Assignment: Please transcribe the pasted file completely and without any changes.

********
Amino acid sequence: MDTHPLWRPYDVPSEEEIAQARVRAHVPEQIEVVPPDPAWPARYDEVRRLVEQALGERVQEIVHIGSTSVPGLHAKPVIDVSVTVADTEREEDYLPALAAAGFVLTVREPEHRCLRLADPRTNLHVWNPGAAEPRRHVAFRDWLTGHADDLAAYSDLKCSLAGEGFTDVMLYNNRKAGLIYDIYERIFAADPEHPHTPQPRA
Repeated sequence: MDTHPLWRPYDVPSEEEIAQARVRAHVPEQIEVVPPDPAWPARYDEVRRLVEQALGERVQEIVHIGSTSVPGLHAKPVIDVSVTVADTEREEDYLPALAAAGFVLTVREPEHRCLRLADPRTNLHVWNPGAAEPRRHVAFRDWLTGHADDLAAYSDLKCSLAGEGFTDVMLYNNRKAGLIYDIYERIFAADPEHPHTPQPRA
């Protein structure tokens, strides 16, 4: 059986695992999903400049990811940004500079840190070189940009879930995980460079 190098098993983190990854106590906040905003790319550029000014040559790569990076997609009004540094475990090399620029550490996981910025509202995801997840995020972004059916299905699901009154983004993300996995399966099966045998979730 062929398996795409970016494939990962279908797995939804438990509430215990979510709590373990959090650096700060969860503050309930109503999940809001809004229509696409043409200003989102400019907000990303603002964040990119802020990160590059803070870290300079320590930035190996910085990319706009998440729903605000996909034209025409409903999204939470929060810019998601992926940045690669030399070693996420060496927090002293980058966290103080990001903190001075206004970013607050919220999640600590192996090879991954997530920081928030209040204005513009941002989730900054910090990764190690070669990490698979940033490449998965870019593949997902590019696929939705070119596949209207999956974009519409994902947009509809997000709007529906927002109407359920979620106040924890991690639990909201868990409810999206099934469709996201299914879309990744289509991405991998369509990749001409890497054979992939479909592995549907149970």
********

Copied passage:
Amino acid sequence: MDTHPLWRPYDVPSEEEIAQARVRAHVPEQIEVVPPDPAWPARYDEVRRLVEQALGERVQEIVHIGSTSVPGLHAKPVIDVSVTVADTEREEDYLPALAAAGFVLTVREPEHRCLRLADPRTNLHVWNPGAAEPRRHVAFRDWLTGHADDLAAYSDLKCSLAGEGFTDVMLYNNRKAGLIYDIYERIFAADPEHPHTPQPRA
Repeated sequence: MDTHPLWRPYDVPSEEEIAQARVRAHVPEQIEVVPPDPAWPARYDEVRRLVEQALGERVQEIVHIGSTSVPGLHAKPVIDVSVTVADTEREEDYLPALAAAGFVLTVREPEHRCLRLADPRTNLHVWNPGAAEPRRHVAFRDWLTGHADDLAAYSDLKCSLAGEGFTDVMLYNNRKAGLIYDIYERIFAADPEHPHTPQPRA
């Protein structure tokens, strides 16, 4: 059986695992999903400049990811940004500079840190070189940009879930995980460079 190098098993983190990854106590906040905003790319550029000014040559790569990076997609009004540094475990090399620029550490996981910025509202995801997840995020972004059916299905699901009154983004993300996995399966099966045998979730 062929398996795409970016494939990962279908797995939804438990509430215990979510709590373990959090650096700060969860503050309930109503999940809001809004229509696409043409200003989102400019907000990303603002964040990119802020990160590059803070870290300079320590930035190996910085990319706009998440729903605000996909034209025409409903999204939470929060810019998601992926940045690669030399070693996420060496927090002293980058966290103080990001903190001075206004970013607050919220999640600590192996090879991954997530920081928030209040204005513009941002989730900054910090990764190690070669990490698979940033490449998965870019593949997902590019696929939705070119596949209207999956974009519409994902947009509809997000709007529906927002109407359920979620106040924890991690639990909201868990409810999206099934469709996201299914879309990744289509991405991998369509990749001409890497054979992939479909592995549907149970």